Guidance on how courts will interpret contract terms in dispute

The Supreme Court has given guidance on when a court will apply a ‘commercial common sense’ test to interpret contract terms in a contractual dispute.

A dispute arose about two paragraphs in a contract between the buyer of a ship and a bank, under which the bank was obliged to pay a sum of money to the buyer if certain events stopped the seller from performing the contract. The seller of the ship became insolvent, and the buyer argued that this was one of the events that triggered the obligation of the bank to pay. However, the interaction between the two paragraphs was not clear. The bank argued that, on its interpretation of the two paragraphs, it did not have to pay.

The High Court ruled that the bank’s interpretation of the contract would lead to a surprising and uncommercial result. On that basis, it found in favour of the buyer.

The Court of Appeal disagreed with this reasoning. It said that the contract had to be interpreted literally, unless that would lead to such an extreme result that the court could infer that it was not what the parties had intended. On that basis it ruled in favour of the bank.

The Supreme Court (formerly the House of Lords) said that the Court of Appeal was wrong. The court’s job in contract disputes was to determine what the parties meant by the words used. It should therefore look at the words the parties had used in the contract and establish what a reasonable person, with the background information available to the parties to the contract at the time, would have understood them to have meant. If they were ambiguous, a ‘commercial common sense’ test could be applied.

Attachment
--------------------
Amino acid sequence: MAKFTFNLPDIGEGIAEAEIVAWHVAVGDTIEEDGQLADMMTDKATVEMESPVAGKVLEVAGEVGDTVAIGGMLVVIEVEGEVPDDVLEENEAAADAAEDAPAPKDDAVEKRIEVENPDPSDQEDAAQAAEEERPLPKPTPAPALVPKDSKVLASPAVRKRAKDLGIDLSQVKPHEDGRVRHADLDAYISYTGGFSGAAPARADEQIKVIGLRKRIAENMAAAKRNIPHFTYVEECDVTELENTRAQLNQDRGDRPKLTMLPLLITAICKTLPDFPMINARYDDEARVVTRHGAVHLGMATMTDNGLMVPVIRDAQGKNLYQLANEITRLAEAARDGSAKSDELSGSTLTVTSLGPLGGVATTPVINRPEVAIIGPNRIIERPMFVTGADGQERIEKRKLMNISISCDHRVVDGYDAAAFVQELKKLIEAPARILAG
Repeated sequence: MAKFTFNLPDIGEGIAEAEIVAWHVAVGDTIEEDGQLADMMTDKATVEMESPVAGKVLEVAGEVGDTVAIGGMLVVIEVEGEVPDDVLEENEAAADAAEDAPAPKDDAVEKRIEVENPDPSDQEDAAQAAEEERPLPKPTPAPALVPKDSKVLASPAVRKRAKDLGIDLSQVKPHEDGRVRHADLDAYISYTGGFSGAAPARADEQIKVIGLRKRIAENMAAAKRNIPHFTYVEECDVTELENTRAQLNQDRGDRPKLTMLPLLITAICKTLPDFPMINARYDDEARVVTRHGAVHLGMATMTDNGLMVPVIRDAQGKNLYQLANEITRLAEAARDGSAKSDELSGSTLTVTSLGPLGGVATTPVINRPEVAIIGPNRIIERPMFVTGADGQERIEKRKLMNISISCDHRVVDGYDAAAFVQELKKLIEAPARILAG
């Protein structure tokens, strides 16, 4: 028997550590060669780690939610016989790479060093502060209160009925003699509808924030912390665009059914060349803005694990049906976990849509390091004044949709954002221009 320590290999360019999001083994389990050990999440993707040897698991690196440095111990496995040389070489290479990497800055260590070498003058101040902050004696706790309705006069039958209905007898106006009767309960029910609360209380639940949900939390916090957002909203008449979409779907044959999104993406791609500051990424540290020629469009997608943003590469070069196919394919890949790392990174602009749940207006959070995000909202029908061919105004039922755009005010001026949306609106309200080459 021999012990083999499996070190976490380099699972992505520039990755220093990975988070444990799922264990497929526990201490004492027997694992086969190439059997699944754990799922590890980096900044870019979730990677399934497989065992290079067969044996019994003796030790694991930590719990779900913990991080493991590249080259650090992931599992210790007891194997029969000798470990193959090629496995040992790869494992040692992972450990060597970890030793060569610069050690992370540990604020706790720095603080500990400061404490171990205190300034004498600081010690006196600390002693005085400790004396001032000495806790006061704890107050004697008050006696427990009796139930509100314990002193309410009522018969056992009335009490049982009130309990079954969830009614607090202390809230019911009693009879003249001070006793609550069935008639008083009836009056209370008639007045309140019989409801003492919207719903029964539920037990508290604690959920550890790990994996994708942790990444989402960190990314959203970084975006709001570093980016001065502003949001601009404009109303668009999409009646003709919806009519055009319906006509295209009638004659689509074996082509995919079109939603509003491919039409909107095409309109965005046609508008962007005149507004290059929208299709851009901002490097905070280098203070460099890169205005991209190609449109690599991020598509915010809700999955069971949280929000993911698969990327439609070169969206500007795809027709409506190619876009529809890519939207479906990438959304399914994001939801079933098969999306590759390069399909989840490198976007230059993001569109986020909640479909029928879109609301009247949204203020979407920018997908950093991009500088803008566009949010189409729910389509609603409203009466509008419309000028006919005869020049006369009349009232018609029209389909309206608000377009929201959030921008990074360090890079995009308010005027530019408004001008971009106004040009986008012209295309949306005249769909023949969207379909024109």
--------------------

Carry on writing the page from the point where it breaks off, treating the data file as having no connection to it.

The steps required were therefore:

  • Where contract terms are clear and unambiguous, the parties must have meant them. The terms will therefore apply, even if they go against commercial common sense and are improbable.
  • If there were two possible interpretations (as there usually will be in a contract dispute), the court was entitled to choose the one that was consistent with commercial common sense.
  • It is not necessary to find that an interpretation would produce an absurd or irrational result before bringing issues of commercial common sense into play.

In this case, the Supreme Court said that there were alternative interpretations of the contract terms. It therefore applied a commercial common sense test. It found that the insolvency that occurred was actually the most likely event that a buyer would have wanted to trigger the bank’s obligation to make a payment. It made no commercial sense for the buyer to have agreed to exclude it. For that reason, the Supreme Court ruled in the buyer’s favour.


As well as making sure their contracts are clear and unambiguous, the parties should also check that each contract term is commercially sensible or risk the court deciding those terms mean something different if there is a dispute. If a contract terms is unusual, increasing the risk, the reason the parties are agreeing to it should be made clear in the contract, and supporting records made and retained.